Check that the coverage is adequate for your needs:

  • ALE coverage is generally equal to 20 percent of the amount of insurance coverage that you have on the structure of your house; however, most insurers offer the option of higher coverage limits.
  • Many policies provide ALE reimbursements only for a specific amount of time; make sure you’re comfortable with the time limits in your policy.

What is the percentage of the hurricane/windstorm deductible stated in your policy?

Insurers in every coastal state from Maine to Texas include separate deductibles for hurricanes and/or windstorms in their homeowners policies. Unlike the standard “dollar deductible” on an auto or home policy, a hurricane or windstorm deductible is usually expressed as a percentage. It is clearly stated on the Declarations (front) page of your homeowners policy.

Hurricane and windstorm deductibles generally range from 1 to 5 percent of the insured value of the structure of your home. A hurricane deductible is applied only to hurricanes whereas a windstorm deductible applies to any type of wind. If your policy has a hurricane deductible, it will clearly state the specific “trigger” that would cause the deductible to go into effect.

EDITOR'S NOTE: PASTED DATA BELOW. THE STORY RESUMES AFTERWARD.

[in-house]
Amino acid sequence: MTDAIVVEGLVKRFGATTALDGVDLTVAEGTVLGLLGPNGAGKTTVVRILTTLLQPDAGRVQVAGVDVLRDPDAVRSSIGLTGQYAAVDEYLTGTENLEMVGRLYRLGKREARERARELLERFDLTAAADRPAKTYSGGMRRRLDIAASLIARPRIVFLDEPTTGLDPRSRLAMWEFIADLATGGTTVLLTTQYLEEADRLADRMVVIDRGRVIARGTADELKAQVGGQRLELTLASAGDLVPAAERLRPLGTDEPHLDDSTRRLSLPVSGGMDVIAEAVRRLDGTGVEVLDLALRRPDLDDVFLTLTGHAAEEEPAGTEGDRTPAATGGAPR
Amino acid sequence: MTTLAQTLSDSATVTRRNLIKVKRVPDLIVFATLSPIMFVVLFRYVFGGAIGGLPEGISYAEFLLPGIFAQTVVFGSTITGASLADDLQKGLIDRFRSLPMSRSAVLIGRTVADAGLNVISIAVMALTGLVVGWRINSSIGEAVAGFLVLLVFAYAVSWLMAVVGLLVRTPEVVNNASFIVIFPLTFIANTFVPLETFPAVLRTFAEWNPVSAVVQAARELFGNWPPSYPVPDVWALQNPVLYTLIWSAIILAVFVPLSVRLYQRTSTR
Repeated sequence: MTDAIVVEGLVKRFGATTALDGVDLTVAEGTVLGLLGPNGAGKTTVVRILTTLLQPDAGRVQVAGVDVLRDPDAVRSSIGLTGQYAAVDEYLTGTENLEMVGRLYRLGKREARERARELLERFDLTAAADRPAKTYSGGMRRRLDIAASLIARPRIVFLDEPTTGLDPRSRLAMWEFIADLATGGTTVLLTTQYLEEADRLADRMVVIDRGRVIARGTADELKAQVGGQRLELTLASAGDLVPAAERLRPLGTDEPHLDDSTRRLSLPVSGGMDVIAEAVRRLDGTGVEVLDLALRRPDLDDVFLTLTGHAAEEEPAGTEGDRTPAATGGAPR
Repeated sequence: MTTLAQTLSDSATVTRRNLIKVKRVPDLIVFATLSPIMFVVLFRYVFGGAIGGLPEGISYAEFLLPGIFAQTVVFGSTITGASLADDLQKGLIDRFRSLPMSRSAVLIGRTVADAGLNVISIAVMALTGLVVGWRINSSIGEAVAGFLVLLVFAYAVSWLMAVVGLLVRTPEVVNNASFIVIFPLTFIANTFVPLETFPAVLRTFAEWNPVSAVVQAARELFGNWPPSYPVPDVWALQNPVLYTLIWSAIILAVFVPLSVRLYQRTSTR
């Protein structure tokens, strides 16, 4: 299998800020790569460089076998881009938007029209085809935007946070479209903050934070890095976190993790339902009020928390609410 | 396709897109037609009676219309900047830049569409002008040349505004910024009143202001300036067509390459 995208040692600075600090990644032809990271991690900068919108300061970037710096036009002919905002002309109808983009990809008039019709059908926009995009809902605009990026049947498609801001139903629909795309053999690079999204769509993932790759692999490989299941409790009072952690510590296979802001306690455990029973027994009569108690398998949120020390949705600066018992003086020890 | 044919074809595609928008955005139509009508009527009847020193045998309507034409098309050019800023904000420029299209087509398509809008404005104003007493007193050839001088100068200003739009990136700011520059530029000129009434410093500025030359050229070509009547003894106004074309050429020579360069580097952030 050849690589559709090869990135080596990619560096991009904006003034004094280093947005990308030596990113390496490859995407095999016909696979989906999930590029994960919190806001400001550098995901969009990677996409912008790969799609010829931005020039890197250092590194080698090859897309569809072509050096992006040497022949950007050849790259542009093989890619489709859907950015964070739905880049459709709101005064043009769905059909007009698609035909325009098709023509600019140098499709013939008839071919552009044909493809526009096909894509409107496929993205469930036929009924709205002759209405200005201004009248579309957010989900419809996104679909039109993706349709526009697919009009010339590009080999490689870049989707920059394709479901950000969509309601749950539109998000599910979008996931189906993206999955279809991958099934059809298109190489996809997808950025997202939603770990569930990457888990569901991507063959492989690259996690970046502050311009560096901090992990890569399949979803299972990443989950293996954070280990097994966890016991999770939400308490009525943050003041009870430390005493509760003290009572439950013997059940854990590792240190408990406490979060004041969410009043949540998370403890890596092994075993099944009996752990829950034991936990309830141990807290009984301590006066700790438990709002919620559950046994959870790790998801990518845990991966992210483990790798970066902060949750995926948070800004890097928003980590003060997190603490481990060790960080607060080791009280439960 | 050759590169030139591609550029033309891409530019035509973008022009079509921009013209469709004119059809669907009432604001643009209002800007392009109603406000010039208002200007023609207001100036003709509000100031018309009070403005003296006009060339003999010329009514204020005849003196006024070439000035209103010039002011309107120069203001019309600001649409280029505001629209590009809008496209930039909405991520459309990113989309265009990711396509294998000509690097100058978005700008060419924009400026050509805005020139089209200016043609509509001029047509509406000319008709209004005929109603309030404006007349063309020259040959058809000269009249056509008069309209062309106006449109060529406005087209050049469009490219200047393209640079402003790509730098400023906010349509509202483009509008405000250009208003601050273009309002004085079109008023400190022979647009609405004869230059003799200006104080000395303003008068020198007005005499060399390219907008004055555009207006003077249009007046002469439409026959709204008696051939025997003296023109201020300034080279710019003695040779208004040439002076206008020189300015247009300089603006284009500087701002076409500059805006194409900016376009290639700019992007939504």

Keep in mind:

  • If you live in an area at high risk for hurricanes, your hurricane deductible may be a higher percentage.
  • Depending on your insurer and the state where you live, you may have the option of paying more money in premiums in exchange for a lower deductible.
  • A deductible is basically the amount subtracted from an insurance payout. If you have a high hurricane or windstorm deductible consider putting aside the additional money you may need to rebuild your home.

What disasters does your insurance policy cover?

Standard homeowners insurance policies provide coverage for hurricanes, wind, theft, fire, explosion, lightning strikes and a host of other disasters. However, all policies also list exclusions?such as for flood or earthquake?which are NOT covered by the policy. Get to know the exclusions in your policy and either talk to your Insurance Professional about purchasing separate coverage, or be prepared to pay the cost of those damages out-of-pocket.